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Old 01-23-2012, 12:24 AM   #1
skcloo
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Mapping a network drive on a Windows PC to access a Debian Linux PC


From my Windows PC, I would like to map a network drive to access a Debian Linux (version 2.30.2) PC. Could you please let me know if I need to install any client on my Windows workstation and the mapping command syntax?

Thank you.

Steve
 
Old 01-23-2012, 12:28 AM   #2
ukiuki
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Try Gigolo you can use it to map Windows folders or to share folders in your Linux box. You might need samba client too.

Regards
 
Old 01-23-2012, 01:00 AM   #3
Dark_Helmet
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As far as I understand it, Gigolo is meant to handle network shares where Linux is the client.

My reading of the OP's question is that Windows is the client. That is, the OP wants to access files on the Debian machine through a mapped drive on the Windows machine (and not vice versa).

If my reading is correct, then the answers to your questions are:
1. No, you do not need to install a client on your Windows machine
2. You need to install Samba on your Debian machine ("apt-get install samba" as root or search for "samba" in the GUI synaptic package manager), and configure it to allow access to one or more directories in your filesystem

Samba comes with a sample configuration file that has simple file sharing examples. It's quite simple to set up as long as you read the comments in the configuration file.
 
Old 01-23-2012, 04:03 AM   #4
jebe88
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Although not necessarely required I'd suggest to use the same user name on the Linux and the Windows machine.
Don't forget to restart samba after you modified it's configuration: /etc/init.d/samba restart
Once you have samba up and running, just use 'map network drive' from the Windows explorer.
 
Old 01-23-2012, 03:59 PM   #5
skcloo
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Thank very much for all the response. The direction of the traffic is to access the Linux box from a Windows 7 station. How about using the SSH client for the Windows? I just found about this on http://www.bitvise.com/tunnelier?gcl...FehgTAodTCQTfA. Any advice?

Thanks,


Steve
 
Old 01-24-2012, 03:32 AM   #6
jebe88
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SSH is a protocol for secure data communication (see https://en.wikipedia.org/wiki/Secure_Shell). It's main purpose is to provide encrypted data communication between client and server for otherwise unencrypted services. One of those is SFTP which allows file transfers between machines.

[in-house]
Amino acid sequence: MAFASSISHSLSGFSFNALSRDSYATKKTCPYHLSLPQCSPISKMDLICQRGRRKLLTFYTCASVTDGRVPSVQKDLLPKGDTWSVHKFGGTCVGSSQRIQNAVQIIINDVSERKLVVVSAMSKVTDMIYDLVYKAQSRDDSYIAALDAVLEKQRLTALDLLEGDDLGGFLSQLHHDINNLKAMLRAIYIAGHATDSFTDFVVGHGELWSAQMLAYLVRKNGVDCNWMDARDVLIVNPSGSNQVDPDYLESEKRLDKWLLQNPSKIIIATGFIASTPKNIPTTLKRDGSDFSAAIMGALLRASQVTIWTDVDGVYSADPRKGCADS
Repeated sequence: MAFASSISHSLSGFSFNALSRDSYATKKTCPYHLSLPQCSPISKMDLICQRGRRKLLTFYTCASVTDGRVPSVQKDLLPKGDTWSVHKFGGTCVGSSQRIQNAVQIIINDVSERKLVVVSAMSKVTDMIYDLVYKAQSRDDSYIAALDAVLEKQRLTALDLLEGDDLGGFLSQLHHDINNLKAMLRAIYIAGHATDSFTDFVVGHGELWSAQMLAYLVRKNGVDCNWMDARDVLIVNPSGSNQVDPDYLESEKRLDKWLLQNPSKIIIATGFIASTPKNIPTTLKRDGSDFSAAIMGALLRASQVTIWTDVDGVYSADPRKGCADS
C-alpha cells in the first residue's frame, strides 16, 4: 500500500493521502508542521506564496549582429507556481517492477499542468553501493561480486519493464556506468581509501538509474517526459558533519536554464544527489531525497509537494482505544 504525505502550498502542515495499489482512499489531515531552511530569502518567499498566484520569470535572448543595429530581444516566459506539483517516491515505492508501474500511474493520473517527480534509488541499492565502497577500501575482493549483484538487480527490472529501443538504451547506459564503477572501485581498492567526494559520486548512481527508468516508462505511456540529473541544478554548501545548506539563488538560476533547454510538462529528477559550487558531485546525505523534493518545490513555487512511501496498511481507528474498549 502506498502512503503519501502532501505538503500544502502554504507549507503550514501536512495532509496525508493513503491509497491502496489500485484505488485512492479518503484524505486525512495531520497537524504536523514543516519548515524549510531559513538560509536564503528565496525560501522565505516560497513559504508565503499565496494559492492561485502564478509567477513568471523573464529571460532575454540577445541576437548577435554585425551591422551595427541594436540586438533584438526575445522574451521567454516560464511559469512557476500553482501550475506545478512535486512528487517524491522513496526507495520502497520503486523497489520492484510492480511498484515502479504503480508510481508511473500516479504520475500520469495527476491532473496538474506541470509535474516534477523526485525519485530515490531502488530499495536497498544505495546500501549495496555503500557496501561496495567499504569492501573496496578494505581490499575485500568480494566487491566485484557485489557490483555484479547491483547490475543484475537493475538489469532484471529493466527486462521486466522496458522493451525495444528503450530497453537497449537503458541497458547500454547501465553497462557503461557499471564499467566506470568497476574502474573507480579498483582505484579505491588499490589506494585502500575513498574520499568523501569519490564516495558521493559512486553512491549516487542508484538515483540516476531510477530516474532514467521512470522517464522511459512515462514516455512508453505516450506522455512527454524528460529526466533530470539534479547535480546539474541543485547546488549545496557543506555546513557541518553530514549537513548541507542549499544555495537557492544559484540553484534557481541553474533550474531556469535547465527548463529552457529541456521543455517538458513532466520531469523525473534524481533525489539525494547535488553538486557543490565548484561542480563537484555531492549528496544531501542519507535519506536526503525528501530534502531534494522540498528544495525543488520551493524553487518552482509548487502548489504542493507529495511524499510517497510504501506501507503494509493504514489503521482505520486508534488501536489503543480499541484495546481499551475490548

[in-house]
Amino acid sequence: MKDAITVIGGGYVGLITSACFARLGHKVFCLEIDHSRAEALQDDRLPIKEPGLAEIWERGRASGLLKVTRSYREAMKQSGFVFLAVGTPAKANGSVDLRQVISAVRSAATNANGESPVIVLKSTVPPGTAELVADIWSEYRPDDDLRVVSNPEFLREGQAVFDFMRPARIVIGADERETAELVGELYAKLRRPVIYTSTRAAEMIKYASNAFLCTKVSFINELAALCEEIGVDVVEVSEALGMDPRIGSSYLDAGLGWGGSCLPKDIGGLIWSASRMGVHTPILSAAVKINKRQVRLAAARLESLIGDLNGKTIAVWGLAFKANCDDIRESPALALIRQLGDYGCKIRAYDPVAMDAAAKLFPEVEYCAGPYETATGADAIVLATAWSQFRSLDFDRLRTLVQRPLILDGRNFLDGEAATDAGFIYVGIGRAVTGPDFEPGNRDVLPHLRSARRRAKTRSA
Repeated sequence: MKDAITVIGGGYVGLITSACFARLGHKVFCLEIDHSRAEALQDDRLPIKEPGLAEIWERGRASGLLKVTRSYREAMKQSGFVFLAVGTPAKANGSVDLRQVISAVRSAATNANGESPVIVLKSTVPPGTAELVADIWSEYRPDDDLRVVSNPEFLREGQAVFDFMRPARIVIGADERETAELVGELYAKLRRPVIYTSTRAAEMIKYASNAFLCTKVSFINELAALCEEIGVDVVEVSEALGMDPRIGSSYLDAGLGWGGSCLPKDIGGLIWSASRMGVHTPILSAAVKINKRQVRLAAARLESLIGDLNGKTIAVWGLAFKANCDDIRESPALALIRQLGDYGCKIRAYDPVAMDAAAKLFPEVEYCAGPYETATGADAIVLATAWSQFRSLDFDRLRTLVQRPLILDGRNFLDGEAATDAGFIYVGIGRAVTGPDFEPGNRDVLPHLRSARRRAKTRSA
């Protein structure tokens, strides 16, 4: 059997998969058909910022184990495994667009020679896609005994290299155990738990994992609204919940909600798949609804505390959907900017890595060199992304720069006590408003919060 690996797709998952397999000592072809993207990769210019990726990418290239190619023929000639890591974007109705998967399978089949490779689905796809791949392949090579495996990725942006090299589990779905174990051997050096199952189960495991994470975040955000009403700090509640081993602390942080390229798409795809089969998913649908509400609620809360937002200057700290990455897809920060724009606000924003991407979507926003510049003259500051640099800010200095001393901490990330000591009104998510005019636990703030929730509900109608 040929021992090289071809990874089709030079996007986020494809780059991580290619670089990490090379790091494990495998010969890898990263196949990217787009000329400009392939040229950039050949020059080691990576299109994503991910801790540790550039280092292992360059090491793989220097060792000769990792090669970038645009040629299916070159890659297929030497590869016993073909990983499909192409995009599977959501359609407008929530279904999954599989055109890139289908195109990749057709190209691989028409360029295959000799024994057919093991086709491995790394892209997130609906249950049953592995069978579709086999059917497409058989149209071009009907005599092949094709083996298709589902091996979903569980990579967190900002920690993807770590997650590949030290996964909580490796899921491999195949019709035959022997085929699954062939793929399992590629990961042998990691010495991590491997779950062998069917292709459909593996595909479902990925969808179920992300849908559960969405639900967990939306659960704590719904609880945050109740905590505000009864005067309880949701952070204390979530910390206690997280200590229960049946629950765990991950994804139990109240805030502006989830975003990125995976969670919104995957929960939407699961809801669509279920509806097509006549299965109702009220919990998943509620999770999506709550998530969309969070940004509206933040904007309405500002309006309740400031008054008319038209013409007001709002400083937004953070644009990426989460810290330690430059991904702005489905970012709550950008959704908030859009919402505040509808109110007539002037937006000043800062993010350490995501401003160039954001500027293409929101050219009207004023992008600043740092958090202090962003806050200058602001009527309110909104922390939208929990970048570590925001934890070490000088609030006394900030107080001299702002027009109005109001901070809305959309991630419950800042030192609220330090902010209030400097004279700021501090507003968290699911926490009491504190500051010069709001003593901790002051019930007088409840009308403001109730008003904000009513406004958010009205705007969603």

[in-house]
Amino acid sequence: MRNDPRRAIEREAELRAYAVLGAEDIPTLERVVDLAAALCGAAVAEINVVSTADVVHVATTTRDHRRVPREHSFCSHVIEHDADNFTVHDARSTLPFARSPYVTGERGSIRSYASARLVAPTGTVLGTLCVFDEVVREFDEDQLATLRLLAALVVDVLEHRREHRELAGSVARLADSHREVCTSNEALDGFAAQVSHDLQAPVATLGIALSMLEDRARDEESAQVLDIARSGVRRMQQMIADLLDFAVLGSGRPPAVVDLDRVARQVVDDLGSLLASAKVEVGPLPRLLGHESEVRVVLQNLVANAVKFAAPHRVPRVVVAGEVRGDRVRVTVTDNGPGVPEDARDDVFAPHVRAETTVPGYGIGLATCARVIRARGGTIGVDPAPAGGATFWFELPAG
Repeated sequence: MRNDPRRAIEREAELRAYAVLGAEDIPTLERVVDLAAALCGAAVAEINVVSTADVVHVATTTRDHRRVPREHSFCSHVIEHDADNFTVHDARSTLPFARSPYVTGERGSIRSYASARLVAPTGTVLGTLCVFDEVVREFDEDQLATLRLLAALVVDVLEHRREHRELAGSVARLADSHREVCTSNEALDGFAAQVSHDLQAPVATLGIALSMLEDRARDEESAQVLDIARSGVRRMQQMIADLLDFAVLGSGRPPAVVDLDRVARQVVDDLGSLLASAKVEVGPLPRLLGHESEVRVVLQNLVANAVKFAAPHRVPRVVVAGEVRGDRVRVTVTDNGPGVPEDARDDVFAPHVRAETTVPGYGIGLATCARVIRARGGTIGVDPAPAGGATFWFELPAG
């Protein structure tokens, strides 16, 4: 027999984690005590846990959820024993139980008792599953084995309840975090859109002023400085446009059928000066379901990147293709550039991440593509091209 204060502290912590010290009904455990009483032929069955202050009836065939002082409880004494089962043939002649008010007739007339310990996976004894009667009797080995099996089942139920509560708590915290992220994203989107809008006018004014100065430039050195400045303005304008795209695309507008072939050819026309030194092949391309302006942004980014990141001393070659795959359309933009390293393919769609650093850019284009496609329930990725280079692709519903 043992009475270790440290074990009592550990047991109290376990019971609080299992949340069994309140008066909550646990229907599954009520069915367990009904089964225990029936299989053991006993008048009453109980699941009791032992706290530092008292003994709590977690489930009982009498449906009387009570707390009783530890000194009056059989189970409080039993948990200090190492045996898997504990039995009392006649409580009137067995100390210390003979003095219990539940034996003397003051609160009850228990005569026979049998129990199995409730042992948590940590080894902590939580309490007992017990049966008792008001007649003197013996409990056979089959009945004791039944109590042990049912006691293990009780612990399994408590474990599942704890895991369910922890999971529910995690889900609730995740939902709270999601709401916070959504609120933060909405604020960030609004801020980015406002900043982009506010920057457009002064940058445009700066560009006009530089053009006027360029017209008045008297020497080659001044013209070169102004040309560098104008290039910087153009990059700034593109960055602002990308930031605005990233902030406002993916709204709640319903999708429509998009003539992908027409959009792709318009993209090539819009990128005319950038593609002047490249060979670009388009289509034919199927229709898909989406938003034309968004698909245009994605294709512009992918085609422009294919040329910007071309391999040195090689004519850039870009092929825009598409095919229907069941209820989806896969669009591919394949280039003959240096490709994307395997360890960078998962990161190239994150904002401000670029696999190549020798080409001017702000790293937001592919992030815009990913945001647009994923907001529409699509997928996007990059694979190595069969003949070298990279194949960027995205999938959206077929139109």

If you want to use this, you'll need a specific client software for your Windows PC and, depending on what you intend to do, you might have to fiddle around with the configuration on your Linux box as well. The client software for Windows will most likely cost you some money and the file transfer service will not be fully integrated into the Windows environment - you'll always have to use the client software for transferring files between Linux and your local Windows hard drive. For these reasons I'd strongly recommend to use samba on the Linux machine. This is far more flexible and you'll have a seamless integration into Windows, where a mapped network drive shows up like another local hard drive allowing each and every Windows application to access it transparently.
As mentioned by Dark Helmet already, it shouldn't be too hard to set up a working samba server. If you don't need any sophisticated stuff and if the username on your Windows PC is the same as your normal user name on the Linux box, it should be sufficient to login as root on your Linux box, then do:
#> apt-get install samba (you'll be asked for your workgroup name. Use same as the one of your PC, which can be found under system settings->system some lines below 'computer name')
#> smbpasswd -a <your user name> (Give yourself a password. This doesn't need to be the same as for the Linux user)
On your Windows PC, open the Windows Explorer, click on 'map network drive' and choose a drive letter you want to use. Click on 'Search' near the 'Folder' edit field (might take a while until you see something there), choose your Linux machine and the folder with your user name, click OK and then 'Finish'. Provide the password you entered above when you are asked for that.
 
Old 01-25-2012, 11:50 PM   #7
skcloo
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Thank you so very much for all the advices.

Steve
 
  


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